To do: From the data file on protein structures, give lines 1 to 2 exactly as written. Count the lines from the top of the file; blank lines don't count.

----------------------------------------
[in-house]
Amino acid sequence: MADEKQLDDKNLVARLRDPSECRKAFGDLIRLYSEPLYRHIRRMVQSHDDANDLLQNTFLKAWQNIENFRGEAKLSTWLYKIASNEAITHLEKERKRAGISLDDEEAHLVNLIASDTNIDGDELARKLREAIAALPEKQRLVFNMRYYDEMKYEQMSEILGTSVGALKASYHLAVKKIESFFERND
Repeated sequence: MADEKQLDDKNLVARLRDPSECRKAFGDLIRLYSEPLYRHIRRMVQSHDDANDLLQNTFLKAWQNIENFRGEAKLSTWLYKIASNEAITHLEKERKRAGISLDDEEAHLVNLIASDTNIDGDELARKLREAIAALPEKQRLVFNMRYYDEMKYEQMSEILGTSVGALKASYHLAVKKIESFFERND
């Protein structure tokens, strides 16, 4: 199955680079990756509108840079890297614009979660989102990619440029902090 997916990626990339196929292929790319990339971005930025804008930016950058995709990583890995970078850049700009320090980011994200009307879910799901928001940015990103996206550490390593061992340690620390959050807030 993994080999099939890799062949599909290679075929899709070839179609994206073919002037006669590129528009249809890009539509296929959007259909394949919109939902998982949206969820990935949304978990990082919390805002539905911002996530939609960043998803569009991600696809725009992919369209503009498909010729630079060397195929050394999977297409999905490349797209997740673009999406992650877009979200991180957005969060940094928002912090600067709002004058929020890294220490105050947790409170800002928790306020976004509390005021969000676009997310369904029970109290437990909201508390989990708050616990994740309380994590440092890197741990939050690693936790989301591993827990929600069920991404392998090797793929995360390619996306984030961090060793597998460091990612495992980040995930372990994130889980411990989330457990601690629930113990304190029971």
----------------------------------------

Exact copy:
[in-house]
Amino acid sequence: MADEKQLDDKNLVARLRDPSECRKAFGDLIRLYSEPLYRHIRRMVQSHDDANDLLQNTFLKAWQNIENFRGEAKLSTWLYKIASNEAITHLEKERKRAGISLDDEEAHLVNLIASDTNIDGDELARKLREAIAALPEKQRLVFNMRYYDEMKYEQMSEILGTSVGALKASYHLAVKKIESFFERND